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Some of my students have come up to me during Ground School and have asked that they don't know when to go to what maps when they are looking at weather for a cross country flight.  I have heard of an acronym  called PARTS which I believe stands for

Prognotic Charts

Area Forecasts


Terminal Aerodrome Forecasts


Does anyone have a method of looking at specific weather charts in a certain order when going on a Cross Country? 

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4 Answers

  1. John A Lindholm on Mar 13, 2011

    I usually start with the Weather Channel at least 24 hours prior to my flights, especially if they exceed 500 nm.  If a morning flight, I look at the forcasts the night before for departure point, enroute and destination.  I also look very closely at the NOTAMS so there are no surprises (like an airport closing for an airshow on a Sunday) the next day just prior to flight. 
    Prior to flight, I look at total weather again and also one last quick look at the NOTAMS.  For SE IFR, I expect students to have a VFR “out” for an enroute electrical emergency, etc.

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  2. Kent Shook on Mar 14, 2011

    For long flights, I usually start looking 3 days before at the surface analysis graphics from DUATS, and also at usairnet.com – They have a product that uses the same computer model that’s used to generate TAFs, and gives much the same information, but it goes to 3 days out and is available for any airport that has weather reporting, not just those with TAFs. For example: http://usairnet.com/cgi-bin/launch/code.cgi?sta=KMSN&model=avn&state=WI&Submit=Get+Forecast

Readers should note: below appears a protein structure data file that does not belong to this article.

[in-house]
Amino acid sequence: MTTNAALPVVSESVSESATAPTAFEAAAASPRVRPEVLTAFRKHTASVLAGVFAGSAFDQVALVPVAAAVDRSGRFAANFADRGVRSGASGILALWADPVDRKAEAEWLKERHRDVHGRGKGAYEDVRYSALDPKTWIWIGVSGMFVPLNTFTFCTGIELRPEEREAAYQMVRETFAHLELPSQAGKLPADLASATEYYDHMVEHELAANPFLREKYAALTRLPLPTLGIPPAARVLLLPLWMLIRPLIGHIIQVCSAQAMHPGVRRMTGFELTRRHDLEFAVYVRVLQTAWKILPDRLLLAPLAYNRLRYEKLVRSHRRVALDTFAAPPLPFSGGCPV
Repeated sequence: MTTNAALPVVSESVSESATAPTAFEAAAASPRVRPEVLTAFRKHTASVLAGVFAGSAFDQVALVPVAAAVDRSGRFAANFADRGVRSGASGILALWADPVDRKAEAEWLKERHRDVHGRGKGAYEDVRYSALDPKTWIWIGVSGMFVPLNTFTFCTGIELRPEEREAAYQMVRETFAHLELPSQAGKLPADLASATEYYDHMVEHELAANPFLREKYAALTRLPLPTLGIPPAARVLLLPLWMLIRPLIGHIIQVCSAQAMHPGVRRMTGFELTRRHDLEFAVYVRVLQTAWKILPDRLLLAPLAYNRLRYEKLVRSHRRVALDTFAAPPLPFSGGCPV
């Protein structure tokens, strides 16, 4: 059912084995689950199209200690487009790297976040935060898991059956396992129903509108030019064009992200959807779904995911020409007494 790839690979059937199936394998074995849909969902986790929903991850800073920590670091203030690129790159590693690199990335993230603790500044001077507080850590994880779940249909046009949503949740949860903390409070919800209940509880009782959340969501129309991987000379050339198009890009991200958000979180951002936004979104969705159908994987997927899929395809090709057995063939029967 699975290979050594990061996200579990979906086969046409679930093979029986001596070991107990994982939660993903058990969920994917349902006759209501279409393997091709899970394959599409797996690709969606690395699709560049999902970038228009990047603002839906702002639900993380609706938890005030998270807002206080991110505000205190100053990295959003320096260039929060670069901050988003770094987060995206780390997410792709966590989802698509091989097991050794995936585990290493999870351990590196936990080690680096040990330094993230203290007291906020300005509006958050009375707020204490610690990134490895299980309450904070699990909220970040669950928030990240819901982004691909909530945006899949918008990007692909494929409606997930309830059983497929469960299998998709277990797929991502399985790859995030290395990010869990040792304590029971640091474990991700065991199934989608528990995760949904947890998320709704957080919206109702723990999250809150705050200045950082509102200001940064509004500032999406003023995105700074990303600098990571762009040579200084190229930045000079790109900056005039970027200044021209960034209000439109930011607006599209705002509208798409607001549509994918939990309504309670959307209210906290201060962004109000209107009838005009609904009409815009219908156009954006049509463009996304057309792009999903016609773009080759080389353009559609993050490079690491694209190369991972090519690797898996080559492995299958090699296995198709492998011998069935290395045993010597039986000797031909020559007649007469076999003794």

Many more products start becoming available within 24 hours – TAF’s, Area Forecasts, etc. – And monitoring current conditions and trends can help develop the weather picture in your head. 
    The actual order isn’t as important as getting all of the needed information. For a student, getting the picture using the information that’s available 3 days out is a good start, but there’s not much of it. But on the day of, things like radar and area forecasts won’t matter much if the ceilings at the destination are 1000 overcast, so I’d probably go with TAFs as one of the more important things when the flight is maybe 4-24 hours away, and METARs as the flight time approaches.

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  3. Earl Kessler on Mar 16, 2011

    I recommend starting with the Weather Channel and its accompanying website weather.com 2-3 days out.  wunderground.com, also gives a good overview for long range.  Next use the Prog Charts in aviationweather.gov – this site has lots of great products to look at and can give you interactive roll-overs on several maps to animate your view and outlook.  fltplan.com is has a great weather planner that you can print out and take in the cockpit and qualifies as an FAA/FSS (QIPC) briefing and is specific to your route of flight.  Finally, don’t forget that there are highly qualified and available experts to help interpret these reports at 800-WXBRIEF.  It also helps to check the METARS and TAFS of the airports along the proposed route of flight.  The best part is every website I have mentioned is free.  Most of us will never know everything there is to know about the weather, since it is a lifelong endeavor, but every CFI has a few tricks to make it more understandable.

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  4. Earl Kessler on Mar 16, 2011

    John Lindholm:  What a great aviation weather website.  One of the best nuggets I have seen.  Thanks for sharing!

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